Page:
Transgender is a word that many consider too clinical. Words like hijra, aravani, thirunangai, kinnar, jogti etc. imperfectly translate to ‘transgender’, because it’s not just about the gender identity. It’s also a cultural marker, each identity fortified with its own legacy, way of life, and mythology.
The Aravanis, or Thirunangais of Tamil Nadu are the spine of Muni 2: Kanchana, Raghava Lawrence’s 2011 horror-comedy film, the second one in the Muni Cinematic Universe. This has been remade, with Akshay Kumar in the lead, as Laxmii, also directed by Lawrence, who returned to complete the film after a brief fallout. It will premiere on Disney+Hotstar on November 9.
The film is about a transgender ghost that possesses the body of the strong but scared protagonist, Raghava. In Kanchana, Raghava, played by Lawrence himself, jumps onto his mother’s hip to be held every time a ghost is mentioned. Based on Laxmii’s trailer it’s safe to say this fear has been excised, replaced with Asif’s (Akshay Kumar) arrogance, and a disbelief in the idea of a ghost. A hero must be postured as a hero.
Kanchana was lauded by the masses. Made on a budget of 7 crores, the film made 20+ crores making it the most profitable Tamil film of 2011.
The Muni Cinematic Universe (MCU)
Following the semma success of Chandramukhi (2005), the idea of a commercial horror-comedy film gained social sanction. While not foreign to Indian cinema, horror-comedies certainly weren’t common. The 1965 film Bhoot Bungla might be India’s first horror-comedy film.
But Lawrence made this genre into a trademark film lineage – the Muni Cinematic Universe (MCU), if you may, with Muni (2007), Muni 2: Kanchana (2011), Muni 3: Kanchana 2 (2015), and Muni 4: Kanchana 3 (2019). Munni 2: Kanchana was remade in Karnataka, Sri Lanka, Bangladesh, and Myanmar, before arriving at the shores of Mumbai.
The movies are not connected to each other plot-wise. Even the “love-interest” changes, from Taapsee Pannu to Raai Lakshmi. The tether is the character played by Lawrence himself, named either Ganesha or Raghava, the macho man who must be home before 6 p.m. for he is afraid of the dark and the ghosts that populate it. In the films he gets possessed, and is moved by the backstory of the ghost, ultimately helping them seek their revenge. It’s a perfect potpourri, with ample space for humour and horror.
What I found most intriguing among the reactions to the film is that many Aravanis, the community being represented, embraced it. In fact many preferred it to Super Deluxe which they found geli-kindal panra maari, as if mocking them, bringing the already marginalized community ill-repute; it seemed to solidify the idea that a trans-woman was just a “dude with a wig”.
The Aravanis worship Aravan, the son of Arjuna, who sacrifices himself for the Pandavas to emerge victorious in the Mahabharata. But before his sacrifice Aravan wants to get married. Unable to find any woman to marry a man who is about to be sacrificed, Lord Krishna becomes Mohini and marries him for one night. The story of Mohini and Aravan spending the night together is part of the Aravani and Thirunangai mythology — Aravan is seen as the patron God for the Aravanis. To cement this relationship, the climax of Kanchana takes place with an imposing Aravan-esque statue of on the beach, as Kanchana slaughters the evil, clad in a red sari, and maroon blood.
In the film, there’s also a brief discussion on the biology of a trans-person, the hormonal arithmetic. It is also generally a story with a lot of characters from the margins — a poor Muslim man, and the differently abled. This is seen right from the introductory dance song, where the vertically challenged, and a person with a prosthetic foot pepper the koothu, the dance performance. But make no mistake- this is as mass as mass gets, and so a flattening and resorting to commonly held stereotypes are expected, and delivered.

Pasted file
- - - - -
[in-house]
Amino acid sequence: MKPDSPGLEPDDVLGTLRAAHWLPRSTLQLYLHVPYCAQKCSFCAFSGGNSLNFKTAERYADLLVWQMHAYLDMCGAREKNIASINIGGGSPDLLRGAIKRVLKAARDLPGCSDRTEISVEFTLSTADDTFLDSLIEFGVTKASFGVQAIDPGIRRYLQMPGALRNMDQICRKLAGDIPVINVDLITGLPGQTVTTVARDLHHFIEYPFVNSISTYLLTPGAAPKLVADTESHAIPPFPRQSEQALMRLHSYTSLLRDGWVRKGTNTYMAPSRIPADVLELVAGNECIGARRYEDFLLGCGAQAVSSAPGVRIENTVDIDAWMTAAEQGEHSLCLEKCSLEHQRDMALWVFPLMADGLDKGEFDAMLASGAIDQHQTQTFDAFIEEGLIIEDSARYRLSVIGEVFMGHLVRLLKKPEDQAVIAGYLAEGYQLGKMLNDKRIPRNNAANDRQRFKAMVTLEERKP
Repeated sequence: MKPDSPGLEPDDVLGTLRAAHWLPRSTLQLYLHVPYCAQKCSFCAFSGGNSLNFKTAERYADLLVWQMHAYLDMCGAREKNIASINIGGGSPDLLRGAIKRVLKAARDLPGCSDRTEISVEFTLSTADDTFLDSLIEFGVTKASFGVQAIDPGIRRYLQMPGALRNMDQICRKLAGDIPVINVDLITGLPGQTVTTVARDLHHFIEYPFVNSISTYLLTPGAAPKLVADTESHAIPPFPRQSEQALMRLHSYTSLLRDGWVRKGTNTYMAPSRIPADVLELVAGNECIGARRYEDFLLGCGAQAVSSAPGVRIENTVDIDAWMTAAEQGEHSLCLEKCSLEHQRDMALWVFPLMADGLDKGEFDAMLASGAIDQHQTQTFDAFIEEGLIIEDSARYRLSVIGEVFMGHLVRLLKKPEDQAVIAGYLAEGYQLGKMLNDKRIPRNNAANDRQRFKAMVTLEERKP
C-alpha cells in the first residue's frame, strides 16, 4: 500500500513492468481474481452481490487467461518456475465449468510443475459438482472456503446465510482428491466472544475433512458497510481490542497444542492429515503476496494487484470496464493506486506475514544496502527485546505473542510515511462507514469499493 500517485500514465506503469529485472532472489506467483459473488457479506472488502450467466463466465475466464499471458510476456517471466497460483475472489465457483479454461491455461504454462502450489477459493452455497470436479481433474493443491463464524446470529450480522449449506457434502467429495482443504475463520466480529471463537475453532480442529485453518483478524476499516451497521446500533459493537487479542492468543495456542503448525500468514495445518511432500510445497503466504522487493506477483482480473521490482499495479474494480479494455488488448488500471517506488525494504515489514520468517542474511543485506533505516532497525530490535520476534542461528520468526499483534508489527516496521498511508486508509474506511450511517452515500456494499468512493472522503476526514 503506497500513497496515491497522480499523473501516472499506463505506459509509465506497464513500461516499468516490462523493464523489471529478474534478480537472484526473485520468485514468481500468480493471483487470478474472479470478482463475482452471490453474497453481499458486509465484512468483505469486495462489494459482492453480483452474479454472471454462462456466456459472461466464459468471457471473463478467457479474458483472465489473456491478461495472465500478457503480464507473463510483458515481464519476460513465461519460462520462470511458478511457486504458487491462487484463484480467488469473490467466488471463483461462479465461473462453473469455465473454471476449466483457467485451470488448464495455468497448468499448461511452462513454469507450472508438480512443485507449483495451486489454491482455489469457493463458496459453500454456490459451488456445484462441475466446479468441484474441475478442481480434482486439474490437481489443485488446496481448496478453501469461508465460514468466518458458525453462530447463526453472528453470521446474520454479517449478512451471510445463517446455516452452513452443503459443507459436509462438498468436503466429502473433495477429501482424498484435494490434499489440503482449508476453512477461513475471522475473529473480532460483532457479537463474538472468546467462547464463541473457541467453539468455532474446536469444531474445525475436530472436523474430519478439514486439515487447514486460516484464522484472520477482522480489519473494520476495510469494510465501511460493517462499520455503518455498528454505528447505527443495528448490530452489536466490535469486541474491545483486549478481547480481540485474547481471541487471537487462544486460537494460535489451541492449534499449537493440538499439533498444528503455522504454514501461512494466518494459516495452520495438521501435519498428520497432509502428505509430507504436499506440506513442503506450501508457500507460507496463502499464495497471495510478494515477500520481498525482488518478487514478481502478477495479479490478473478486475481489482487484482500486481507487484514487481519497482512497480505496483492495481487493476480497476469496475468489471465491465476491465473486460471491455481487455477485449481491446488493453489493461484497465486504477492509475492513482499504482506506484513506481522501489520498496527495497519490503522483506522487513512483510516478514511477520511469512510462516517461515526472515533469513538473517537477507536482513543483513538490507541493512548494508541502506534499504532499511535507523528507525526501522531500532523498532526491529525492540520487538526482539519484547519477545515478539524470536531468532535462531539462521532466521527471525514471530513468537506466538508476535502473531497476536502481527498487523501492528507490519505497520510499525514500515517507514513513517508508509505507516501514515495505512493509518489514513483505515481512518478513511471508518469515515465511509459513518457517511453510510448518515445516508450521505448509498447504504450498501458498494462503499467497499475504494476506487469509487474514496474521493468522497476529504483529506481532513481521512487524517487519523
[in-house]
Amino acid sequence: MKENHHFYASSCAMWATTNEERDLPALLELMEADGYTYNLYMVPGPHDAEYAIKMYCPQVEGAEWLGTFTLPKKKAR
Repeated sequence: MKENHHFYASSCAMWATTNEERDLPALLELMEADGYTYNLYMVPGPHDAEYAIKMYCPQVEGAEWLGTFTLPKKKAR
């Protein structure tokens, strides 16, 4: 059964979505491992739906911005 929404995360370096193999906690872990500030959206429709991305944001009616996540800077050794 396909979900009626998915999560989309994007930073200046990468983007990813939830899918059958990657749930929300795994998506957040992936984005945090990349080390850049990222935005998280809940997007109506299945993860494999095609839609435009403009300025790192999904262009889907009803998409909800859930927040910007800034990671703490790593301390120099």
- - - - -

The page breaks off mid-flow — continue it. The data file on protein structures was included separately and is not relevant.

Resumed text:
It will be interesting to note how Laxmmi translates these very culturally specific identities like that of the Aravani to something that is both satisfactory, simple, and celebrated — by the people, and more specifically the trans community.
It must be noted here that Kanchana is written, and directed by cisgender-man, with an Aravani character, Kanchana, played by a cisgender-man (Sarath Kumar). The same holds for Laxmii. While representation is certainly a move forward, one must also put the money where the mouth is. The least we can do is seek trans people’s reactions to Laxmii to contextualize our own.
The Bollywood Debut
Hindi Cinema has awoken to this horror-comedy combination’s commercial potential, with Stree (2018), Golmaal Again (2017), and the to-be-released Roohi Afzana. But my fear is that the mass appeal of a film like Kanchana is so rooted that there might be an overcorrection in its remake.
In Kanchana, the scene of possessed Raghava asking his mother if she will be fine with a man beating her is played with sombre horor. In the Laxmii trailer, it has been made into a comic moment. A few other changes seem apparent from the trailer. The family dynamics and relationships too seem to have changed. In Kanchana, Raghava tries to woo his sister-in-law’s sister, which might be considered odd up North. This angle seems to be axed.
The track record of directors from the South making it big in Bollywood has been spotty. While Sandeep Reddy Vanga (Kabir Singh) found his footing with thumping success, Gautham Vasudev Menon’s canvas (Ek Deewana Tha) didn’t translate well in Hindi, and Prabhu Deva’s (Action Jackson, Singh Is Bling, Dabanng 3) mass-allure seems to have faded overtime. Here’s hoping Lawrence’s success in Tamil translates well pan-India, as an arresting voice that is, as one Aravani put it, “Pakka pakka pakka pakka mass.”
You can see Muni 2: Kanchana on JioCinema and SunNXT without English subtitles. Disney+Hotstar has a Bengali dubbed version, with English subtitles.